(Above: Social media training with Youth Ambassadors from the East African Legislative Assembly)
Well-functioning democracies can help young people tackle the biggest problems they face – and Westminster Foundation for Democracy is working to help them do so.
But across all kinds of democracies, the disconnect between young people and those that represent them seems to be growing.
Just look at the recent EU referendum vote in Britain. Despite being a decision which would impact on young people’s future for decades to come, fewer people aged between 18 and 24 turned out to vote than did those aged over 65.
Across the Atlantic, both the Democrat and Republican parties have seen popular anti-establishment candidates driven in part by dissatisfied young voters.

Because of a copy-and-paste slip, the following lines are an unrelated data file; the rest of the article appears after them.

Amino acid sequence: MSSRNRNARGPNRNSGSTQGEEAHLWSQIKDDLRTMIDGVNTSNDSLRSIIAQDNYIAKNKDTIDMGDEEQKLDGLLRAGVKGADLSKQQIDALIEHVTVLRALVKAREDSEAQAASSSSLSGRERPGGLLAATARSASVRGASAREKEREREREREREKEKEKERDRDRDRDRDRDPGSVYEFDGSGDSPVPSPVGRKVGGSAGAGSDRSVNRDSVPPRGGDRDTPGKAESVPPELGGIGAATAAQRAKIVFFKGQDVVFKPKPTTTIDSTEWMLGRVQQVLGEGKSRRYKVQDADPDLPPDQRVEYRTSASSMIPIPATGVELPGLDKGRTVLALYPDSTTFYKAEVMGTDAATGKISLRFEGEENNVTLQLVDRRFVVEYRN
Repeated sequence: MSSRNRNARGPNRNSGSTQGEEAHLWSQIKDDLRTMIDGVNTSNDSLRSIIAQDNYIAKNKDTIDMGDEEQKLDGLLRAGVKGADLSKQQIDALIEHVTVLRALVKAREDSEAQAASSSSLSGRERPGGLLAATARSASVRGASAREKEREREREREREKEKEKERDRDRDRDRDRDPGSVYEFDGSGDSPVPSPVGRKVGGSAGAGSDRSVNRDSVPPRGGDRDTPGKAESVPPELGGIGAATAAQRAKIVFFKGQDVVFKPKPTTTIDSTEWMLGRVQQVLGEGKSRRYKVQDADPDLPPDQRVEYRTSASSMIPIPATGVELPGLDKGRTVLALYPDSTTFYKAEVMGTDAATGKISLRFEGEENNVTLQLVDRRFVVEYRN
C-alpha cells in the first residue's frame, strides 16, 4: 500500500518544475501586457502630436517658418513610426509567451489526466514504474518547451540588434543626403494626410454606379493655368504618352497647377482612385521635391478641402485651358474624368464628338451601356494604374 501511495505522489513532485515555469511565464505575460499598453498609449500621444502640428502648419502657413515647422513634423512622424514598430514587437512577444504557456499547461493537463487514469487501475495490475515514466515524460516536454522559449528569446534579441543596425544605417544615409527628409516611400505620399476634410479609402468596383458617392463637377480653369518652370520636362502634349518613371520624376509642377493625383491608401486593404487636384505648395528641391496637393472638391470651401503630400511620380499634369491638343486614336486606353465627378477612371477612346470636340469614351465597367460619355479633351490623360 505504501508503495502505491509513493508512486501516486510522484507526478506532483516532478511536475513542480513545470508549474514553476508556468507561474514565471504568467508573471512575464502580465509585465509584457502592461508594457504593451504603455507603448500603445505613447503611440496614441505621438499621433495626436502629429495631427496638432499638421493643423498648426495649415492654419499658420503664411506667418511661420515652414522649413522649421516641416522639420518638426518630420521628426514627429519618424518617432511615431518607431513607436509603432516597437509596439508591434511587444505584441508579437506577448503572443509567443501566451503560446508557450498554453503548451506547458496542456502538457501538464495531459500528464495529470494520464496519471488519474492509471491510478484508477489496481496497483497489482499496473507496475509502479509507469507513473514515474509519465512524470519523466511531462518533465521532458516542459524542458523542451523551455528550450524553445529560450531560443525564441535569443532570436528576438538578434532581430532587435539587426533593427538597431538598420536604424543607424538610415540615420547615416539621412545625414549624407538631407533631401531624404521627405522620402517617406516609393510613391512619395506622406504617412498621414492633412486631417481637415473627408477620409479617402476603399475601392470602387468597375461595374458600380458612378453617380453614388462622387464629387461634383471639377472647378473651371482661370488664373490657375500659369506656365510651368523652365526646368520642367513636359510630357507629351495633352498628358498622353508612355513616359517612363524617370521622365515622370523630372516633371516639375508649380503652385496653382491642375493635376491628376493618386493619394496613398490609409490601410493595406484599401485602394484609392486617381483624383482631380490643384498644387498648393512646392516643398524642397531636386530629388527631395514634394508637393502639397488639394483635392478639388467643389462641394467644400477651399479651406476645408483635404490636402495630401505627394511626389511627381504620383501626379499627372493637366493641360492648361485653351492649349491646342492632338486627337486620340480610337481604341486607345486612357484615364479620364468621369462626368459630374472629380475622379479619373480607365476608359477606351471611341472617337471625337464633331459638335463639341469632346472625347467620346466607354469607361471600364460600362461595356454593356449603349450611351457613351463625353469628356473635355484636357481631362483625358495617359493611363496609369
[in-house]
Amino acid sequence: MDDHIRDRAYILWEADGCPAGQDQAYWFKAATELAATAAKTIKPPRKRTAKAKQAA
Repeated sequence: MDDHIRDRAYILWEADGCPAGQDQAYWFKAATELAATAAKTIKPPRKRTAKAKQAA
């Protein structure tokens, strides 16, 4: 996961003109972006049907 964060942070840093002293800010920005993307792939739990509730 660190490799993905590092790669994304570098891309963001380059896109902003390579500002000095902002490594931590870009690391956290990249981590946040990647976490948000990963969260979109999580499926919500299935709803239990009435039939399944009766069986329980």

And in the Middle East and Africa, young people out of work are demanding to know why youth unemployment is not being tackled – and increasingly using social media to make their dissatisfaction heard.
Young people need effective and inclusive governance because policies in areas like education, climate change, healthcare and job security will have a fundamental impact on their futures. The young face huge debts, inadequate services and a planet whose natural resources are quickly running out. Engaging in politics is key to ensuring that what they care about is addressed.
At the heart of much of WFD’s programming is an effort to involve young people. Their representation and involvement in the political process lies at the core of an effective democracy.
So this International Youth Day we wanted to highlight some of the ways we’re supporting young people’s engagement in politics. Here are five examples which show what WFD does for young people around the world.